This means Australian lawyers also need to be trained in English or New York law to land a role at an international firm.
“[There is] a considerable number of American and English firms [with] offices in Rio de Janeiro and São Paulo,” Mr Zentner says.
“Australian lawyers qualified to practise English or New York law may find opportunities at the foreign firms operating within the constraints mentioned above.”
Because there are so many restrictions, the number of opportunities that fit the bill for Australians is ever-changing.
“The availability of such positions varies over time, with there being relatively less now due to the current economic situation in Brazil generally,” Mr Zentner says.
It’s also important to note that Brazilian matters under English and New York law tend to be few in number, compared with Brazilian law matters, but are often large in value and/or scope.
However, other opportunities exist for Australian lawyers in-house, according to Mr Rufino Carvalho.
“Australians not qualified to practise English or New York law may yet find opportunities in-house at some of the larger multinational companies, though market forces again will be controlling.”
While landing a job may seem quite tricky, once that is secured getting a visa isn’t so hard.
“Several pathways exist for obtaining a work authorisation in Brazil, most of which require some level of sponsorship by a local entity – Brazilian or a Brazilian subsidiary of a foreign entity,” Mr Rufino Carvalho says.
“Foreign professionals, including lawyers, often obtain long-term work authorisation based on applications by their employer with the relevant Brazilian authority that demonstrate a specific skill set not broadly available within Brazil.”
There is also the investor visa, which grants permanent authorisation to work in Brazil, though this visa requires some form of tangible investment in the country.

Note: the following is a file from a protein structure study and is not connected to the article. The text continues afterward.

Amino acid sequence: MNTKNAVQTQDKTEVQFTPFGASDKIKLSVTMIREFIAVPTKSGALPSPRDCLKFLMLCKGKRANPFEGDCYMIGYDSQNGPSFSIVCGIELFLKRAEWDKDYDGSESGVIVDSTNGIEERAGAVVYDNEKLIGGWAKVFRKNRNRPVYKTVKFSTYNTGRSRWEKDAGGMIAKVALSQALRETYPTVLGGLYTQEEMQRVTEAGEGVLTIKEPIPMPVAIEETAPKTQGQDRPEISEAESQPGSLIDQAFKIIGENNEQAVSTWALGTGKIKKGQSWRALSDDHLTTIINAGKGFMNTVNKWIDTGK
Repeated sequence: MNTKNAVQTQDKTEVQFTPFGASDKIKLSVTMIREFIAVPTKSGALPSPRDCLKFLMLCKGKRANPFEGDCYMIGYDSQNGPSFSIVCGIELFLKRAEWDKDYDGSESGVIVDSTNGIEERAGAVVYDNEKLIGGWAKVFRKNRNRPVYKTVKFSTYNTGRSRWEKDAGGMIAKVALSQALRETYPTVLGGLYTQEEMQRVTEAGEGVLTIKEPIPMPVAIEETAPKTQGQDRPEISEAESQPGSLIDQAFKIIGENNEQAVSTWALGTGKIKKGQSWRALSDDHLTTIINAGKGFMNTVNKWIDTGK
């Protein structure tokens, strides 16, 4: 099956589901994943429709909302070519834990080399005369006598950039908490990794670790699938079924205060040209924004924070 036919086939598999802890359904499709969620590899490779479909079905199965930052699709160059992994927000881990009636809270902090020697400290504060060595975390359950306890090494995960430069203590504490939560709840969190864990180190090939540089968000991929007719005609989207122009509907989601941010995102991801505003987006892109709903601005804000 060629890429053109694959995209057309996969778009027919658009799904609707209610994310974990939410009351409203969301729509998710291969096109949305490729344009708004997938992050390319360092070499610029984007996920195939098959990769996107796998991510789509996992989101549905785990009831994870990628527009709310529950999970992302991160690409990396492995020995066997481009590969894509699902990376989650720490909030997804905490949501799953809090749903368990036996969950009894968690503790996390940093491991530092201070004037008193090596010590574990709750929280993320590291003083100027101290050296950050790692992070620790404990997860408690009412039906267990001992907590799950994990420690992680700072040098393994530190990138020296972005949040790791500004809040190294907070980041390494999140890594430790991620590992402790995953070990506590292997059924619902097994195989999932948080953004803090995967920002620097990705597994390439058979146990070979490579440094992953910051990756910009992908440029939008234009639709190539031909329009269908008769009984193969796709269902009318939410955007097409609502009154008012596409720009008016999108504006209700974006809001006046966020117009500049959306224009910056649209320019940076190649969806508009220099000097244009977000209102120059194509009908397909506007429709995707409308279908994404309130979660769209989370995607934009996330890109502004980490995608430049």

Permanent visas are also available to foreign individuals undertaking certain management or executive functions in Brazil.
While Portuguese is the national language of Brazil, English is widely spoken among professionals.
“Professional Brazilians generally speak English at a high level, thus many professional endeavours can be successfully carried out by non-Portuguese speaking Australians,” Mr Zentner says.
“However, informal interactions between Brazilian professionals and the vast majority of other day-to-day activities are carried out in Portuguese, which may present a limitation.”
Other cultural differences are evident in the professional context, according to Mr Zentner.
“As compared to other jurisdictions, Brazilian professional meetings generally begin more informally before moving to the business at hand,” he says.
“Brazilians are generally welcoming and accepting of foreign professionals, particularly when they take an interest in Brazilian culture, business and the Portuguese language, even if imperfectly.”
Mr Zentner also noted that the local labour and employment laws tend to be more complex than those of other jurisdictions.
“[This] can produce complications to the extent the Australian lawyer is dealing with local issues in the office or personal environment,” Mr Zentner says.
In good news for Australian lawyers, all the aforementioned restrictions could be on their way out.
“There are many local lawyers who expect the Brazilian market to be fully open for foreign firms willing to compete with the local firms in providing local law advice,” Mr Rufino Carvalho says.
“However, due to political lobbying and previous unsuccessful attempts by international firms associating with local players, the opening of the market on a full scale is uncertain.
“A full economic recovery of the country, regardless of any changes to the regulation that applies to how foreign firms may operate in the country, will likely enhance the demand for transactional lawyers, most likely those acting in the debt and equity capital markets areas.”